Well, then

Is it time to give your wellbeing communications a health check?

Feb 25, 2021 | Feature

When Covid-19 hit the headlines in March, none of us knew what would happen  


Fast forward to today – three lockdowns, 12 months and countless cancelled plans later – and here we all are; taking it one day at a time and doing what we can to make the best of an unprecedented (sorry) situation.

Working life has undergone a seismic shift. In the last 12 months IC teams regrouped and refocused their communications to offer advice on managing this new way of working with a strong focus on wellbeing.

It’s been great to see companies rally to support their people. But, as ever, communications need to evolve to stay relevant and responsible. With uncertain days dragging on, now is the right time to review how your wellbeing communications are going and what you can do to show employees that you’re not all talk.

Here are few ideas on how to turn words into action…

1.   Encouraging people to take a break is one thing – but are they actually being given the opportunity to do it? Block book 30 minutes in everyone’s diaries over lunchtime and peg it as ‘you-time’ to stop people booking meetings and make sure everyone can switch off.

2.   Include a quick wellbeing check at meetings. Think about how new and existing work affects your people, so you can make plans to support them. For example, will they need to work extra hours? Do people know how to claim time back in lieu?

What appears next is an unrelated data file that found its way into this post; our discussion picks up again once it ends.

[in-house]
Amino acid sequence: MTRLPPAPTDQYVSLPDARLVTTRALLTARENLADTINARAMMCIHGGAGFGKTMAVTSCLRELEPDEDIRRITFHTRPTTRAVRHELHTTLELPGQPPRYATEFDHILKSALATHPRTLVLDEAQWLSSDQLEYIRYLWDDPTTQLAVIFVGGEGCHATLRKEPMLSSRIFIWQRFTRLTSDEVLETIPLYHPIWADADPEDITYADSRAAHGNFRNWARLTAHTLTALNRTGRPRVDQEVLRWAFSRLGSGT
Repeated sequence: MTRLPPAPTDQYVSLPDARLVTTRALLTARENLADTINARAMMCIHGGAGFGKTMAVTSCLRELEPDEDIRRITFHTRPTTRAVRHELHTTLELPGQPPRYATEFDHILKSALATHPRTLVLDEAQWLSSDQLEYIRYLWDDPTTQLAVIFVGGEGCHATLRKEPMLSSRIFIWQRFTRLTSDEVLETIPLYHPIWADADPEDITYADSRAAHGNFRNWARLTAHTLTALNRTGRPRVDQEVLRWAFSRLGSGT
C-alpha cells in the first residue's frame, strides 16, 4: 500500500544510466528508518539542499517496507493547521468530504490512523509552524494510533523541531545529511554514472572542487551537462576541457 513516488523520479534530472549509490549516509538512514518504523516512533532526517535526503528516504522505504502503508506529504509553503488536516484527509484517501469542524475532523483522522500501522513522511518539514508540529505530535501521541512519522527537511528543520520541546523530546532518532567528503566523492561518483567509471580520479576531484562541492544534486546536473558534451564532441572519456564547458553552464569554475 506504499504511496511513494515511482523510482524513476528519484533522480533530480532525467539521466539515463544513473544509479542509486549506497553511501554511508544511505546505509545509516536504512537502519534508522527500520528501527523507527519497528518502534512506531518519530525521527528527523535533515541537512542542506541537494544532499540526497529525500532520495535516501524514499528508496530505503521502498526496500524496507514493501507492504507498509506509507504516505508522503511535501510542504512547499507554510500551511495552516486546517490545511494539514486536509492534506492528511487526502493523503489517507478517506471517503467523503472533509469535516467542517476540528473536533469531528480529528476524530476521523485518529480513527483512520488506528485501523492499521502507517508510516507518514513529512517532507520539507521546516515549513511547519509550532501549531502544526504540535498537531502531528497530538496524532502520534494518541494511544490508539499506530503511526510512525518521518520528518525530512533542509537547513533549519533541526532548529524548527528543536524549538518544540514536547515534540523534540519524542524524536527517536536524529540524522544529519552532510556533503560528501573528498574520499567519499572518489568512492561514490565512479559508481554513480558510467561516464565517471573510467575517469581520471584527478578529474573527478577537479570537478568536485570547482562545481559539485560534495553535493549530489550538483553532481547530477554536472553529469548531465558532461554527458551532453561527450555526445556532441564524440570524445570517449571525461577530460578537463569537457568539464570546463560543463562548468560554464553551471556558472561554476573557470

3.   Book some time in for an audit of your policies and procedures. Advising people to manage their time in a way that’s healthy, but not allowing flexible working hours, for example, is a confusing message; see if you can spot any updates or quick wins.

4.   While we’re apart, feeling ‘seen’ and appreciated is more important than ever. Create tools and resources to boost peer recognition, like downloadable thank you cards. When there’s a template to use, people are more likely to share the love!

5.   Everyone’s mental health has taken a hit this year. Getting senior leaders to share their experiences as well as just encouraging people to talk shows people you’re serious about openness and acceptance, and that wellbeing is here to stay.

6.   Plan events that focus on wellbeing, and give people time off to attend. We’ve helped clients create digital events from small, friendly focus groups, to business-wide bonanzas during the past year, find out more here.

7.   Don’t expect people to do their own research – bring it to them! Organise webinars and ‘TED talk’ style meetings by bringing in external experts.

8.   Start step challenges, virtual running clubs, even company-wide yoga sessions to encourage people to stay active. Doing something as a team means people are more likely to stick at it and make a permanent, positive change.

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